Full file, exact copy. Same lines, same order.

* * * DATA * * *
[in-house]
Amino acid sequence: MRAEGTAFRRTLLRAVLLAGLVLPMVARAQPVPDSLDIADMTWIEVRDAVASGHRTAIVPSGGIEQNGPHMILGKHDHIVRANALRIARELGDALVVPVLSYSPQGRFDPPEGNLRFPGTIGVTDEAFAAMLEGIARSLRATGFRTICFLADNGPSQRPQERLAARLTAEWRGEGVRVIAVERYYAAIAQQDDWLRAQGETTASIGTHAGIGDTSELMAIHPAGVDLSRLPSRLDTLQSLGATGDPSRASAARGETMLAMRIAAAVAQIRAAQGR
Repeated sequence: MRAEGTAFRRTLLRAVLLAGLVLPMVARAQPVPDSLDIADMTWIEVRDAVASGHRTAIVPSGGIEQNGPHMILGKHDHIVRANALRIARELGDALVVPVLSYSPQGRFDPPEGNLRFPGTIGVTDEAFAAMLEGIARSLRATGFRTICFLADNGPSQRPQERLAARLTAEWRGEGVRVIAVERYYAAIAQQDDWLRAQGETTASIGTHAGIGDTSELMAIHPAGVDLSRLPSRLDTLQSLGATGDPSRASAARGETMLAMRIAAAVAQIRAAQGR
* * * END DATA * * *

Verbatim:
[in-house]
Amino acid sequence: MRAEGTAFRRTLLRAVLLAGLVLPMVARAQPVPDSLDIADMTWIEVRDAVASGHRTAIVPSGGIEQNGPHMILGKHDHIVRANALRIARELGDALVVPVLSYSPQGRFDPPEGNLRFPGTIGVTDEAFAAMLEGIARSLRATGFRTICFLADNGPSQRPQERLAARLTAEWRGEGVRVIAVERYYAAIAQQDDWLRAQGETTASIGTHAGIGDTSELMAIHPAGVDLSRLPSRLDTLQSLGATGDPSRASAARGETMLAMRIAAAVAQIRAAQGR
Repeated sequence: MRAEGTAFRRTLLRAVLLAGLVLPMVARAQPVPDSLDIADMTWIEVRDAVASGHRTAIVPSGGIEQNGPHMILGKHDHIVRANALRIARELGDALVVPVLSYSPQGRFDPPEGNLRFPGTIGVTDEAFAAMLEGIARSLRATGFRTICFLADNGPSQRPQERLAARLTAEWRGEGVRVIAVERYYAAIAQQDDWLRAQGETTASIGTHAGIGDTSELMAIHPAGVDLSRLPSRLDTLQSLGATGDPSRASAARGETMLAMRIAAAVAQIRAAQGR